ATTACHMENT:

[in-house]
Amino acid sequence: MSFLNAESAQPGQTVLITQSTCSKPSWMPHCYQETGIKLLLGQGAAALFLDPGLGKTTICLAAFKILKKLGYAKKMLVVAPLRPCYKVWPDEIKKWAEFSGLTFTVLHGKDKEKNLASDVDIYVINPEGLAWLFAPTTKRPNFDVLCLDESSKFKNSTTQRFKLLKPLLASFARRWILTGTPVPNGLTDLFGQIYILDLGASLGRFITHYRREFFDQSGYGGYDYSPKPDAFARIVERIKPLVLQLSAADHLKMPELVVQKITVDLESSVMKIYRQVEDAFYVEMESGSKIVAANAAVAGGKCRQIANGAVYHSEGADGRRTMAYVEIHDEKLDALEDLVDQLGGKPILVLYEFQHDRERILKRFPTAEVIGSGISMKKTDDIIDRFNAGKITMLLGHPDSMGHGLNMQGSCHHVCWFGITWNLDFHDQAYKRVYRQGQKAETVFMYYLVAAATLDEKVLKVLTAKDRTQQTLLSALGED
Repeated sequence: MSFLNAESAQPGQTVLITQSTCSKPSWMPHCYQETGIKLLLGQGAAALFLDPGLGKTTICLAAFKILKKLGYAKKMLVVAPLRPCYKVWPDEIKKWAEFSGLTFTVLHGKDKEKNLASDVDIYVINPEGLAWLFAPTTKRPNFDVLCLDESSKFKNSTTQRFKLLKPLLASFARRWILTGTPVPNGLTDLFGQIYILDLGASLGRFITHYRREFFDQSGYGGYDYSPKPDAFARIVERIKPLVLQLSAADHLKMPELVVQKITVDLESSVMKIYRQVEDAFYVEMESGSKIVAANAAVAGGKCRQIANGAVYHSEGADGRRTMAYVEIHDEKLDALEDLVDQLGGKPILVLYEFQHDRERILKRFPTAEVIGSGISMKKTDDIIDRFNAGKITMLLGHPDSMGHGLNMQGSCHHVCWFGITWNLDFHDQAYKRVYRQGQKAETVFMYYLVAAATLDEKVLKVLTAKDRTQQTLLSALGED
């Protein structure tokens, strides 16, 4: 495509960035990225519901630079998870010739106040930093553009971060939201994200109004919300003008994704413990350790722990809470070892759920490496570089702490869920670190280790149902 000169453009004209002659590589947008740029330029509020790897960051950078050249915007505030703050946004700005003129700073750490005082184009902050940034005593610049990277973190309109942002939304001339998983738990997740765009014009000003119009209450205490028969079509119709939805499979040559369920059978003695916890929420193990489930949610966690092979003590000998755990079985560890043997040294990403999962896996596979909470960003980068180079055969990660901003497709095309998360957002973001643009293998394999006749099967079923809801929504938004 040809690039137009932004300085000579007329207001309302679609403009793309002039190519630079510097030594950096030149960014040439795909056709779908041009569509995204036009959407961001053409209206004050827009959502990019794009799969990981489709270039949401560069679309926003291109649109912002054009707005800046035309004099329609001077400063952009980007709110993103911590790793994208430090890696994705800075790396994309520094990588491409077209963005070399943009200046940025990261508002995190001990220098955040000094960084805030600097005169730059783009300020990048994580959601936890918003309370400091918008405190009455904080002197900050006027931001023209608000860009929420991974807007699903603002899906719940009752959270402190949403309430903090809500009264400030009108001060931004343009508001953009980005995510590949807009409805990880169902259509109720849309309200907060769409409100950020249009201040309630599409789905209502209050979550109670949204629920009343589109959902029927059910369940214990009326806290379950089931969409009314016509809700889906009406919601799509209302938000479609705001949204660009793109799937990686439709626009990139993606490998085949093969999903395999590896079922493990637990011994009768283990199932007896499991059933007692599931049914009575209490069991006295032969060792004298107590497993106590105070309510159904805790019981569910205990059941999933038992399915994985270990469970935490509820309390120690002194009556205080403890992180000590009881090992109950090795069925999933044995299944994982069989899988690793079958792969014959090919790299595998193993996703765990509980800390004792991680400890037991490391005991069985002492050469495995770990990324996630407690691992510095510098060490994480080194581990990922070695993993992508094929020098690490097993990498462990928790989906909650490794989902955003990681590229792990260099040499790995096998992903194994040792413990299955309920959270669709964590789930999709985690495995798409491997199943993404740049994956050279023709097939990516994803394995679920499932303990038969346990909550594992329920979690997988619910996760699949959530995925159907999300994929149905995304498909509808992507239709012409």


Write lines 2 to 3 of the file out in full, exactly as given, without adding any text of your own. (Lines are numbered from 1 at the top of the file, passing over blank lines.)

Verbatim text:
Amino acid sequence: MSFLNAESAQPGQTVLITQSTCSKPSWMPHCYQETGIKLLLGQGAAALFLDPGLGKTTICLAAFKILKKLGYAKKMLVVAPLRPCYKVWPDEIKKWAEFSGLTFTVLHGKDKEKNLASDVDIYVINPEGLAWLFAPTTKRPNFDVLCLDESSKFKNSTTQRFKLLKPLLASFARRWILTGTPVPNGLTDLFGQIYILDLGASLGRFITHYRREFFDQSGYGGYDYSPKPDAFARIVERIKPLVLQLSAADHLKMPELVVQKITVDLESSVMKIYRQVEDAFYVEMESGSKIVAANAAVAGGKCRQIANGAVYHSEGADGRRTMAYVEIHDEKLDALEDLVDQLGGKPILVLYEFQHDRERILKRFPTAEVIGSGISMKKTDDIIDRFNAGKITMLLGHPDSMGHGLNMQGSCHHVCWFGITWNLDFHDQAYKRVYRQGQKAETVFMYYLVAAATLDEKVLKVLTAKDRTQQTLLSALGED
Repeated sequence: MSFLNAESAQPGQTVLITQSTCSKPSWMPHCYQETGIKLLLGQGAAALFLDPGLGKTTICLAAFKILKKLGYAKKMLVVAPLRPCYKVWPDEIKKWAEFSGLTFTVLHGKDKEKNLASDVDIYVINPEGLAWLFAPTTKRPNFDVLCLDESSKFKNSTTQRFKLLKPLLASFARRWILTGTPVPNGLTDLFGQIYILDLGASLGRFITHYRREFFDQSGYGGYDYSPKPDAFARIVERIKPLVLQLSAADHLKMPELVVQKITVDLESSVMKIYRQVEDAFYVEMESGSKIVAANAAVAGGKCRQIANGAVYHSEGADGRRTMAYVEIHDEKLDALEDLVDQLGGKPILVLYEFQHDRERILKRFPTAEVIGSGISMKKTDDIIDRFNAGKITMLLGHPDSMGHGLNMQGSCHHVCWFGITWNLDFHDQAYKRVYRQGQKAETVFMYYLVAAATLDEKVLKVLTAKDRTQQTLLSALGED